A Swinging Bridge

The Commoditization of Computers

Commodities
Commodities

My typical ramblings concerning technology are usually tipped off by something that happens in the market of technology, but today, not so much. Rather, I was out doing my thing and swung by a Best Buy – a place I haven’t been in quite some time, surprisingly – at least two years. The experience was quite an eye-opener in many ways. I used to patronize this same Best Buy a decade ago – it was my go-to place for computer hardware and computer technology in general, but the format has significantly shifted from desktop-domination to portable products. There was only four options for box-style PC’s. In any case though there was 60+ options for laptops, 30+ for tablets, 15+ for all-in-ones, not to mention the plethora of options for smart phones and media players. Computer hardware was relegated to a corner, replaced by consumer electronics galore.

Computer hardware was largely what got me interested in computing, but what has happened is that computer hardware and computers in general have been commoditized. Commoditization is defined as the phenomenon when goods and services become viewed as simple commodities in the eyes of consumers. Branding becomes unimportant and is generally irrelevant and pricing is dictated by supply and demand. This perception has recently lead me to part with all the spare parts I used to keep around, I sold what I could and the rest is likely to go in the trash soon enough. System upgrades and repairs have been replaced by yearly or bi-yearly product cycles, and businesses nowadays place more emphasis on product launches than they do on product features because of this.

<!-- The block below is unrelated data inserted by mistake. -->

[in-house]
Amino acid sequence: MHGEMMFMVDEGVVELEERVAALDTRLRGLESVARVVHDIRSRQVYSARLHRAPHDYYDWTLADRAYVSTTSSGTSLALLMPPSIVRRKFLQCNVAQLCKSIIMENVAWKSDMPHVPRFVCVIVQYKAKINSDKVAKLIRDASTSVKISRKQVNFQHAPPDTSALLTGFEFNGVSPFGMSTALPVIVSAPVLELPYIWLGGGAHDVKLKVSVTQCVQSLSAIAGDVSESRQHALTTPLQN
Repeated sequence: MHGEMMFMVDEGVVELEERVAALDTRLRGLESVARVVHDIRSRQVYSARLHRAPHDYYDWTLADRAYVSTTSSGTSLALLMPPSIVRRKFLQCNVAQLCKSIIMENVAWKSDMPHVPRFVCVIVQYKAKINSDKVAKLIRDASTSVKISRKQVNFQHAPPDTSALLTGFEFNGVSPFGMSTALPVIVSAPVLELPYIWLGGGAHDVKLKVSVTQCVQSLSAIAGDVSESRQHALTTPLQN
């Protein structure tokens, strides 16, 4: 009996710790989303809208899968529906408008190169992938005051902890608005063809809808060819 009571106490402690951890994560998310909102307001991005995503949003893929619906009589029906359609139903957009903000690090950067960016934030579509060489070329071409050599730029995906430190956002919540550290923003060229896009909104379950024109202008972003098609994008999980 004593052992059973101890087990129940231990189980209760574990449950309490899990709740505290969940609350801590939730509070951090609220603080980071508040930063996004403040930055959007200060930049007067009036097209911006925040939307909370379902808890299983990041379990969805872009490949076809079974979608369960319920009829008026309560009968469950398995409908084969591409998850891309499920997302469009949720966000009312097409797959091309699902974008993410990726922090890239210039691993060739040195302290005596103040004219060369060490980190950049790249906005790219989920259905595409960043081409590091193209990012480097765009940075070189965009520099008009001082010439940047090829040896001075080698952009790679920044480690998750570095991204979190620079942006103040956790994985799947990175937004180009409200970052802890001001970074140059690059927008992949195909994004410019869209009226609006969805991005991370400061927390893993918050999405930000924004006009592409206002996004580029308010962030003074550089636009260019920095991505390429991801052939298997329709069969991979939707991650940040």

Apple is fighting fiercely to preserve its brand though. Steve Jobs declared “thermonuclear” war on Android and has been waging a number of proxy battles against Google through handset makers like Samsung and HTC. Notably, in the midst of the hardware available at Best Buy was a spot sectioned off with the Apple Store ambiance present, featuring all the currently available Macs. This pointed effort to prevent brand is perhaps in direct response to the perceived threat of the commoditization of electronic devices. Even Microsoft has to fight commoditization too with fierce competition from competitors like Google. Its cash-cow, the Windows operating system, has been revamped and the money making model is apparently shifting to software as a service rather than software as a product, considering Microsoft’s emphasis on mobility and cloud computing in their latest and greatest products.

The days of the white-box PC are gone and PC technicians are becoming obsolete in many ways. As commoditization creeps in, computer electronics will become like gasoline, paper towels, and shoes – things that are bought, used, and discarded when they outlive their usefulness.

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